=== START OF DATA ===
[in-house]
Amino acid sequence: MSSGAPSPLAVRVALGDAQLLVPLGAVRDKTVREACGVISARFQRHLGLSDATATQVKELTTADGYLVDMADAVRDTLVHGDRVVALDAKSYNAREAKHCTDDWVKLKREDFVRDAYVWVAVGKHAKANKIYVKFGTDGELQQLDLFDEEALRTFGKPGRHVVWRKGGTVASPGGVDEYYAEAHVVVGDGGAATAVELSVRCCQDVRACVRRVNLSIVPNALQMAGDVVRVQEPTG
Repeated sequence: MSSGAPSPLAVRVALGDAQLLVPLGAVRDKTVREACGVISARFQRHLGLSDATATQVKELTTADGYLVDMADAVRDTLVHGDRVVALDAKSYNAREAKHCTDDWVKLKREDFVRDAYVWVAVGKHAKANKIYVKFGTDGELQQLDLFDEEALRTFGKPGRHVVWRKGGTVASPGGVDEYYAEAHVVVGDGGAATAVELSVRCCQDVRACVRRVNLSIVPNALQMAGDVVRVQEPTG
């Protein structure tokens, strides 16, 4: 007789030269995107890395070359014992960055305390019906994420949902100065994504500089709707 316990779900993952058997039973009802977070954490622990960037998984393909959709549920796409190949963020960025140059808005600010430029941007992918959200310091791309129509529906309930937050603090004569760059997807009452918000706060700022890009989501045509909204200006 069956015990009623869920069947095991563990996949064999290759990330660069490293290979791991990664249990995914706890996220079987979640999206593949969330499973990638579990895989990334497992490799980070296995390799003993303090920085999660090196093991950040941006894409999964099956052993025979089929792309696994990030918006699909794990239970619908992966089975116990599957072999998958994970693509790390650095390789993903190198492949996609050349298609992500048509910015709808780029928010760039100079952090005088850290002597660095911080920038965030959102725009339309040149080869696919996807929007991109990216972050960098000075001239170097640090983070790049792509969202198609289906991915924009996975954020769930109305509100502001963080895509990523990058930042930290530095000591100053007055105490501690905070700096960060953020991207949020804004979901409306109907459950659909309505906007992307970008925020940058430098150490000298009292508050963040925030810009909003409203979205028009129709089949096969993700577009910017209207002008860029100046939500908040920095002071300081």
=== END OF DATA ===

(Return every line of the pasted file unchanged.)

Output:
[in-house]
Amino acid sequence: MSSGAPSPLAVRVALGDAQLLVPLGAVRDKTVREACGVISARFQRHLGLSDATATQVKELTTADGYLVDMADAVRDTLVHGDRVVALDAKSYNAREAKHCTDDWVKLKREDFVRDAYVWVAVGKHAKANKIYVKFGTDGELQQLDLFDEEALRTFGKPGRHVVWRKGGTVASPGGVDEYYAEAHVVVGDGGAATAVELSVRCCQDVRACVRRVNLSIVPNALQMAGDVVRVQEPTG
Repeated sequence: MSSGAPSPLAVRVALGDAQLLVPLGAVRDKTVREACGVISARFQRHLGLSDATATQVKELTTADGYLVDMADAVRDTLVHGDRVVALDAKSYNAREAKHCTDDWVKLKREDFVRDAYVWVAVGKHAKANKIYVKFGTDGELQQLDLFDEEALRTFGKPGRHVVWRKGGTVASPGGVDEYYAEAHVVVGDGGAATAVELSVRCCQDVRACVRRVNLSIVPNALQMAGDVVRVQEPTG
């Protein structure tokens, strides 16, 4: 007789030269995107890395070359014992960055305390019906994420949902100065994504500089709707 316990779900993952058997039973009802977070954490622990960037998984393909959709549920796409190949963020960025140059808005600010430029941007992918959200310091791309129509529906309930937050603090004569760059997807009452918000706060700022890009989501045509909204200006 069956015990009623869920069947095991563990996949064999290759990330660069490293290979791991990664249990995914706890996220079987979640999206593949969330499973990638579990895989990334497992490799980070296995390799003993303090920085999660090196093991950040941006894409999964099956052993025979089929792309696994990030918006699909794990239970619908992966089975116990599957072999998958994970693509790390650095390789993903190198492949996609050349298609992500048509910015709808780029928010760039100079952090005088850290002597660095911080920038965030959102725009339309040149080869696919996807929007991109990216972050960098000075001239170097640090983070790049792509969202198609289906991915924009996975954020769930109305509100502001963080895509990523990058930042930290530095000591100053007055105490501690905070700096960060953020991207949020804004979901409306109907459950659909309505906007992307970008925020940058430098150490000298009292508050963040925030810009909003409203979205028009129709089949096969993700577009910017209207002008860029100046939500908040920095002071300081």